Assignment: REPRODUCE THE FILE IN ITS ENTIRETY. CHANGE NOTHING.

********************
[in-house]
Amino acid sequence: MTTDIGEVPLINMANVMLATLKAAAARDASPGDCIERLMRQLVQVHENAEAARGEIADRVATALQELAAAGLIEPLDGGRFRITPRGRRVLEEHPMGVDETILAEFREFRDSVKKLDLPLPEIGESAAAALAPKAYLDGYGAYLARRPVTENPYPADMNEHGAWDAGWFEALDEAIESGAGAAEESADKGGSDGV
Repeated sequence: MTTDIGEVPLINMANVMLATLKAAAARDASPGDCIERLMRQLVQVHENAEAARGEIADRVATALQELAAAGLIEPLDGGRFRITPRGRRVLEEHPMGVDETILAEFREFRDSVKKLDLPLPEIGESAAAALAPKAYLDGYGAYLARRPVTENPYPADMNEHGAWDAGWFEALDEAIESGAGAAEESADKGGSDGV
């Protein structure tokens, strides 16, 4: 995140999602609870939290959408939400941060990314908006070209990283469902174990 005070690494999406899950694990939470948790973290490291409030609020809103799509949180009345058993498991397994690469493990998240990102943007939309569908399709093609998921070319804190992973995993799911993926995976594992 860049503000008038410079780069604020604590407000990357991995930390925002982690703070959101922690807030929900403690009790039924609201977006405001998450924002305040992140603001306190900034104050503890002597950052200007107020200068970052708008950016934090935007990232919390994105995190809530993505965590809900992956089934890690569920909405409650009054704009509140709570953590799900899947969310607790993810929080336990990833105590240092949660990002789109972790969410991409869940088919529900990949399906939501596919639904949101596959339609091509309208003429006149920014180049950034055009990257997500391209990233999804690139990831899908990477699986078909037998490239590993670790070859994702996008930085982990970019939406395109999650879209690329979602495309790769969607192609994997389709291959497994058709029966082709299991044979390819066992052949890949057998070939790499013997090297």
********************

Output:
[in-house]
Amino acid sequence: MTTDIGEVPLINMANVMLATLKAAAARDASPGDCIERLMRQLVQVHENAEAARGEIADRVATALQELAAAGLIEPLDGGRFRITPRGRRVLEEHPMGVDETILAEFREFRDSVKKLDLPLPEIGESAAAALAPKAYLDGYGAYLARRPVTENPYPADMNEHGAWDAGWFEALDEAIESGAGAAEESADKGGSDGV
Repeated sequence: MTTDIGEVPLINMANVMLATLKAAAARDASPGDCIERLMRQLVQVHENAEAARGEIADRVATALQELAAAGLIEPLDGGRFRITPRGRRVLEEHPMGVDETILAEFREFRDSVKKLDLPLPEIGESAAAALAPKAYLDGYGAYLARRPVTENPYPADMNEHGAWDAGWFEALDEAIESGAGAAEESADKGGSDGV
């Protein structure tokens, strides 16, 4: 995140999602609870939290959408939400941060990314908006070209990283469902174990 005070690494999406899950694990939470948790973290490291409030609020809103799509949180009345058993498991397994690469493990998240990102943007939309569908399709093609998921070319804190992973995993799911993926995976594992 860049503000008038410079780069604020604590407000990357991995930390925002982690703070959101922690807030929900403690009790039924609201977006405001998450924002305040992140603001306190900034104050503890002597950052200007107020200068970052708008950016934090935007990232919390994105995190809530993505965590809900992956089934890690569920909405409650009054704009509140709570953590799900899947969310607790993810929080336990990833105590240092949660990002789109972790969410991409869940088919529900990949399906939501596919639904949101596959339609091509309208003429006149920014180049950034055009990257997500391209990233999804690139990831899908990477699986078909037998490239590993670790070859994702996008930085982990970019939406395109999650879209690329979602495309790769969607192609994997389709291959497994058709029966082709299991044979390819066992052949890949057998070939790499013997090297």